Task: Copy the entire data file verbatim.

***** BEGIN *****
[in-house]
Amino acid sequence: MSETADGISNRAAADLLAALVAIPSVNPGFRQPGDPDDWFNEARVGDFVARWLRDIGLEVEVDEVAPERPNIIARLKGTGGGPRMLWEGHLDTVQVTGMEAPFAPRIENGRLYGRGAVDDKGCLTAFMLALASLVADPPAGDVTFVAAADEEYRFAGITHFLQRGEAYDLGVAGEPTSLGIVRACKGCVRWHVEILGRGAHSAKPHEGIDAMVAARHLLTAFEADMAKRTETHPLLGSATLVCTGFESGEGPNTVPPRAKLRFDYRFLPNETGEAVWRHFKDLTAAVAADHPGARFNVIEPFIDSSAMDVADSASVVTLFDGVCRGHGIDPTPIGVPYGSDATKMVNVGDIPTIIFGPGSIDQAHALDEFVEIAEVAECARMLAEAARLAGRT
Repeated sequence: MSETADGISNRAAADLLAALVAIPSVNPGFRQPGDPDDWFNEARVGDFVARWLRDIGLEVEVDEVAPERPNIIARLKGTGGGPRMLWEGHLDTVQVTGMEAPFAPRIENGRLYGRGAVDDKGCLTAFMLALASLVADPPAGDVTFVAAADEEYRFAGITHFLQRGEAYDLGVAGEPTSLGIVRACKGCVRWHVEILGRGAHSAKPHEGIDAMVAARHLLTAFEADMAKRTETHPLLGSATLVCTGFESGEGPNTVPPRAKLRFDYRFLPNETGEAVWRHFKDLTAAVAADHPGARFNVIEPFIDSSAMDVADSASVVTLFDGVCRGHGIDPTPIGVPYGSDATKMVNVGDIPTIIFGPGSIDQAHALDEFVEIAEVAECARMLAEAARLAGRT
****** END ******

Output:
[in-house]
Amino acid sequence: MSETADGISNRAAADLLAALVAIPSVNPGFRQPGDPDDWFNEARVGDFVARWLRDIGLEVEVDEVAPERPNIIARLKGTGGGPRMLWEGHLDTVQVTGMEAPFAPRIENGRLYGRGAVDDKGCLTAFMLALASLVADPPAGDVTFVAAADEEYRFAGITHFLQRGEAYDLGVAGEPTSLGIVRACKGCVRWHVEILGRGAHSAKPHEGIDAMVAARHLLTAFEADMAKRTETHPLLGSATLVCTGFESGEGPNTVPPRAKLRFDYRFLPNETGEAVWRHFKDLTAAVAADHPGARFNVIEPFIDSSAMDVADSASVVTLFDGVCRGHGIDPTPIGVPYGSDATKMVNVGDIPTIIFGPGSIDQAHALDEFVEIAEVAECARMLAEAARLAGRT
Repeated sequence: MSETADGISNRAAADLLAALVAIPSVNPGFRQPGDPDDWFNEARVGDFVARWLRDIGLEVEVDEVAPERPNIIARLKGTGGGPRMLWEGHLDTVQVTGMEAPFAPRIENGRLYGRGAVDDKGCLTAFMLALASLVADPPAGDVTFVAAADEEYRFAGITHFLQRGEAYDLGVAGEPTSLGIVRACKGCVRWHVEILGRGAHSAKPHEGIDAMVAARHLLTAFEADMAKRTETHPLLGSATLVCTGFESGEGPNTVPPRAKLRFDYRFLPNETGEAVWRHFKDLTAAVAADHPGARFNVIEPFIDSSAMDVADSASVVTLFDGVCRGHGIDPTPIGVPYGSDATKMVNVGDIPTIIFGPGSIDQAHALDEFVEIAEVAECARMLAEAARLAGRT